Application of novel science and technologies is leading both to innovation in manufacturing and to innovative products that are often complex. In order to foster these innovations, FDA needs to do research – collaborating with industry and academia – to assess how these new technologies affect product safety, efficacy, and quality, and to use the information to inform development of regulatory policy relevant to these innovations.
In addition, analytical technologies are rapidly changing and leading to dramatic improvements in sensitivity, resolution, and precision in the determination of product structure and the detection of contaminants.
FDA will support the application of novel technologies to product development and innovative analytical approaches to improve product manufacturing and quality through active research intramurally and collaboratively with external partners by addressing each of the following needs:
- Enable development and evaluation of novel and improved manufacturing methods:
- Investigate the effects of continuous manufacturing (manufacturing using a continuous process, rather than a batch approach) on product quality;
- Examine specific novel manufacturing technologies to determine how they impact product failure rates;
- Evaluate the role of excipient ingredients and complex dosage forms on product safety, efficacy, and quality; and
- Promote two state-of-the-art manufacturing strategies – Process Analytical Technology, and Quality-By-Design approaches – for impact on manufacturers’ ability to maintain consistent quality.
- Develop new analytical methods:
- Investigate feasibility and value of using emerging and improved analytical technologies like NMR (Nuclear Magnetic Resonance), mass spectrometry, or near infrared or Raman spectroscopy for evaluating product quality of pharmaceutical agents, and evaluate whether these technologies should replace existing methods;
- Evaluate applicability of various analytic technologies for determination of the “similarity” of biosimilars to their reference products;
- Perform statistical research to support development and evaluation of new assays and tests needed to assure analytical methods give consistent reproducible results; and
- Develop improved methods and tools to detect and measure the physical structure, chemical properties, and safety of engineered nanomaterials and complex dosage forms (e.g., transdermal patches, inhalation delivery systems, and targeted drug delivery systems etc.) in FDA-regulated products.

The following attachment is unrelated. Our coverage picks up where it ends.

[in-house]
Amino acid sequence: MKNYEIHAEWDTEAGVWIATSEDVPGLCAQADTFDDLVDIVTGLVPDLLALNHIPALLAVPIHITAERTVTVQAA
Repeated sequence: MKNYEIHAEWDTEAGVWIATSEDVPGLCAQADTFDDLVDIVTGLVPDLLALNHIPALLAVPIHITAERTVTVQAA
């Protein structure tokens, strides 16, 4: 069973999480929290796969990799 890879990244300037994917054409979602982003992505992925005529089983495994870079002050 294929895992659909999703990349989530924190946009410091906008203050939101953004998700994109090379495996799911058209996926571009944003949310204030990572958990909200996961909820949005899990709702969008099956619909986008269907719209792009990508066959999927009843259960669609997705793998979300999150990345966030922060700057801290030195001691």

- Reduce risk of microbial contamination of products:
- Develop sensitive, rapid, high-throughput methods to detect, identify, and enumerate microbial contaminants and validate their utility in assessing product sterility;
- Develop and evaluate methods for microbial inactivation/removal from pharmaceutical products that are not amenable to conventional methods of sterilization;
- Evaluate the impact of specific manufacturing processes on microbial contamination; and
- Develop reference materials for use by industry and academia to evaluate and validate novel methods for detecting microbial contamination.
Quality by Design
Quality by Design is understanding the manufacturing process and identifying the key steps for obtaining and assuring a pre-defined final product quality. FDA is constantly working to identify ways to improve the manufacturing process to ensure consistent product quality throughout the shelf life as well as to identify when contamination or other production failures may occur. Improved quality by design will also lower product development and manufacturing costs by reducing the likelihood of production failures during a long run and by providing opportunities for continuous improvement. As part of its Quality by Design effort, FDA is now working on three new areas to support increased manufacturing quality. The first is a continuous processing where materials constantly flow in and out of equipment. The second is the use of process analytical technology to monitor and control processes, as opposed to the current method of just testing products. The third is the development of new statistical approaches to detect changes in process or product quality.
Public Health Impact:
Regulatory science research on novel manufacturing methods and on the analysis of products during and after manufacture will facilitate adoption of these methods by industry, thus facilitating and lowering the cost of manufacturing and improving FDA’s ability to rapidly evaluate safety, efficacy, and quality of products manufactured by these methods.